The Grizzlies aren’t going to get a great deal of hype this off-season. They didn’t sign Dwight Howard, re-sign Chris Paul, or trade for Doc Rivers. This means the basketball media is struggling to find something to say about them right now. There’s going to be a lot of drooling over teams like the Rockets and Clippers, while folks gradually forget that the Grizzlies made the Western Conference Finals last season. And when people do remember that, they’ll inevitably bring up the absence of Russell Westbrook in the Thunder series, and the giant asterisk that comes as a result. That’s fine, after last off-season, we’re all used to people not taking the Grizzlies seriously.
But the fact is, the Grizzlies have had a surprisingly productive off-season. Their first key move came on draft night, when they traded Darrell Arthur to the Nuggets for Kosta Koufos. Now, I like DA, and I could see him being very productive in Denver, but this was an extremely smart move for Memphis. For one thing, it fixes the biggest problem with their big man situation: the lack of a true backup center. Last year, the team basically had three power forwards (Z-Bo, DA, Ed Davis), with Marc Gasol acting as the only true 5 on the team. This was a frustrating situation for everyone involved, especially Davis, who struggled to find playing time despite being an obviously talented player, as his time in Toronto indicated.
What really make this trade impressive, however, is just how productive Koufos was with the Nuggets last year. He shot .581 from the field, while averaging .171 win shares per 48 minutes. He did this on a 57-win team. Oh, did I mention he’s going to be the backup center? Yeah, this was a great move for the Grizzlies. One that finally sorts out the awkward depth problem with regards to their big men, and gives them a fairly deep second unit. Koufos and Davis could both start for many NBA teams. Having them come off the bench is a great luxury for the Grizzlies.
Now, onto the other, somewhat less big move, the signing of Mike Miller this past week. The fact that the battle to sign Miller became a “sweepstakes” of sorts shows just how valuable three-point shooting has become, especially in the playoffs. There are plenty of role players who can hit threes at a rate similar to Miller, but few are as reliable, and few of them have two rings. It remains to be seen how much Miller can hep the Grizzlies, but this certainly feels like a low-risk high-reward move. At worst, he’s ineffective, and too far past his prime, and struggles to crack the rotation, at best, he becomes a reliable three-point man for the Grizzlies, changing the dynamic of the team, and making a ton of key shots. The positive far outweighs the negative here.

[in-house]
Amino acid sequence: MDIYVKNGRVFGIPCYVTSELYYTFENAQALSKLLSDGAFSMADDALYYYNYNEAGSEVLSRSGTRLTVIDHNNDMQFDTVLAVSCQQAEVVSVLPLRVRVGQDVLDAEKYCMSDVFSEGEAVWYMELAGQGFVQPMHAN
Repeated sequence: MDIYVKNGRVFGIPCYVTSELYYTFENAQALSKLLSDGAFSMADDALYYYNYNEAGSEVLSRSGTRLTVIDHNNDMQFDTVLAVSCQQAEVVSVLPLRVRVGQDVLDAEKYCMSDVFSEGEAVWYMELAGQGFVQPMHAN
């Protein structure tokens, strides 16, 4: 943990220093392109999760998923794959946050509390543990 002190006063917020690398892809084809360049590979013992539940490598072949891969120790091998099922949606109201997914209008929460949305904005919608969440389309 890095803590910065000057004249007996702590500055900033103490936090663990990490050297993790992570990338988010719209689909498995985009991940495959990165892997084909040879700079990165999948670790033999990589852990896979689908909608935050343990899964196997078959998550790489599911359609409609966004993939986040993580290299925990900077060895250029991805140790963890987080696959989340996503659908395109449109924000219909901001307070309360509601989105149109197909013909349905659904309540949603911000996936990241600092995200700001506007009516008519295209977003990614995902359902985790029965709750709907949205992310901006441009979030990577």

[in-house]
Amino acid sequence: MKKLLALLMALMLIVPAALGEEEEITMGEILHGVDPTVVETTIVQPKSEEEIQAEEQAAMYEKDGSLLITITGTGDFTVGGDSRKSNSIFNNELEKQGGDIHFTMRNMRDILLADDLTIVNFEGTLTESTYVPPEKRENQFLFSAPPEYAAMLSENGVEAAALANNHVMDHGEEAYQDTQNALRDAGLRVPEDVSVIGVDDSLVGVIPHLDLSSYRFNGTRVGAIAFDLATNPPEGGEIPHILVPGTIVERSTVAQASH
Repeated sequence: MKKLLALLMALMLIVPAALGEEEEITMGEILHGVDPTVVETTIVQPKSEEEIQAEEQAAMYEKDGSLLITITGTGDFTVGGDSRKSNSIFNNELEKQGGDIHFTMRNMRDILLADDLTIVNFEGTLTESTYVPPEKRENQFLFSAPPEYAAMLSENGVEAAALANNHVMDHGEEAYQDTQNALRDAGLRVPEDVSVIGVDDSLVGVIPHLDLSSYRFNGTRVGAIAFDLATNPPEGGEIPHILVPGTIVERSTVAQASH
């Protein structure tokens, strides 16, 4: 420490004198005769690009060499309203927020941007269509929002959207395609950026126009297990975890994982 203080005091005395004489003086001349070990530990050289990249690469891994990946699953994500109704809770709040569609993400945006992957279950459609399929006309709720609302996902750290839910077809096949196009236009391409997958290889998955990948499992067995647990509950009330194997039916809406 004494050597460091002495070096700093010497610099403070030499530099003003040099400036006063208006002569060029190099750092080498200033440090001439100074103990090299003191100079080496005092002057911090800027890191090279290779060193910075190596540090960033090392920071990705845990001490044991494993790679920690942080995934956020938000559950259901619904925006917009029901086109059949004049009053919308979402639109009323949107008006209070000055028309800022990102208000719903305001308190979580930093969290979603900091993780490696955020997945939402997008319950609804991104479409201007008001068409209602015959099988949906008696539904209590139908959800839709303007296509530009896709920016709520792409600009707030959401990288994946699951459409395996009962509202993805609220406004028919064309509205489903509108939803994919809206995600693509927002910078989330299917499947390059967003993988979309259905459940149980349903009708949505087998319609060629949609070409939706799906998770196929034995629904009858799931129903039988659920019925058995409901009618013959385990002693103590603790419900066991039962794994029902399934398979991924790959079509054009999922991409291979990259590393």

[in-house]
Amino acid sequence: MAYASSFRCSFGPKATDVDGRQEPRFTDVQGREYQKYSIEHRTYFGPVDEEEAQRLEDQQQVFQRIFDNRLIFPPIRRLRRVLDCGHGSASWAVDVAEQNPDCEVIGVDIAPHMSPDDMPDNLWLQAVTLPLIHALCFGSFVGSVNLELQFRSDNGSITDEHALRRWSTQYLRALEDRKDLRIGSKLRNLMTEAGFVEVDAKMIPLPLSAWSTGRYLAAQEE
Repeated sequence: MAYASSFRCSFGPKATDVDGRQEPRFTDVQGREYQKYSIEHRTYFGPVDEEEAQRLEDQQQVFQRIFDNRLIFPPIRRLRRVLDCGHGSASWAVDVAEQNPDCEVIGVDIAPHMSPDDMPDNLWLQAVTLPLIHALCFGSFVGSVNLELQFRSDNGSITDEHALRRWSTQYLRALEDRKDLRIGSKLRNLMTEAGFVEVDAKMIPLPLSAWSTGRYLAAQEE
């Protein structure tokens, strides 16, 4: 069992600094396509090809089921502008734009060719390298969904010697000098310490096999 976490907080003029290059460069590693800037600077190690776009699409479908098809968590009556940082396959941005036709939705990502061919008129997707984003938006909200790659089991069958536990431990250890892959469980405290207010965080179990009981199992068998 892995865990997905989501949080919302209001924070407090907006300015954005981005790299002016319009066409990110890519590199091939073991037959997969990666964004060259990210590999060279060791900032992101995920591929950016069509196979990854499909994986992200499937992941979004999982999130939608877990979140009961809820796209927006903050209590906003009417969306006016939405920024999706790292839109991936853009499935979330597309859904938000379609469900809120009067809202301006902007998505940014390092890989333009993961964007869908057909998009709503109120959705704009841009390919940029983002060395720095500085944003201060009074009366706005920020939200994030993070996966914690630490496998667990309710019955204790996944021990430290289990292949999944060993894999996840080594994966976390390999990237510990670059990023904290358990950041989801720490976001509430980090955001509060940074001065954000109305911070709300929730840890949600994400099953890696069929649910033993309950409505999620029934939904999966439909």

My one concern is how the Grizzlies can find ways to play Miller and Quincy Pondexter at the same time. Miller and Qpon are the best three-point shooters on the team, and their ability to stretch the floor could give us a version of the Grizzlies offense that we’ve never seen before. One that doesn’t struggle so much to find spacing, and one that doesn’t get bullied in the post the way did in the WCF. The problem is Miller and Quincy essentially play the same position (although Quincy calls himself a guard on twitter), and it may difficult for Coach Joerger to find a lineup where they are on the court together, especially if he values always having either Tony Allen or Tayshaun Prince on the court due to the defensive prowess they provide. Joerger may have to tinker with the lineup a little bit to create a situation where they can play together, but the end result would be worth it. In the mean time, I’d like to suggest a Conley-Allen-Pondexter-Miller-Gasol lineup. Now that would be fun to watch.
Even if the little details are still being sorted out, however, this was a solid signing for the Grizzlies. Miller is the exact type of role player they’ve needed for awhile, and if he has even a little left in the tank, he’ll go a long way in helping the Grizzlies with their shooting problem. Meanwhile, with the Koufos trade, there’s a strong case to be made that the Grizzlies have both the best center in the league, and now the best backup center. The Grizzlies have quietly gotten better this off-season, and they will be a force to contend with once again. If the rest of the basketball world doesn’t want to talk about that, it’s their loss.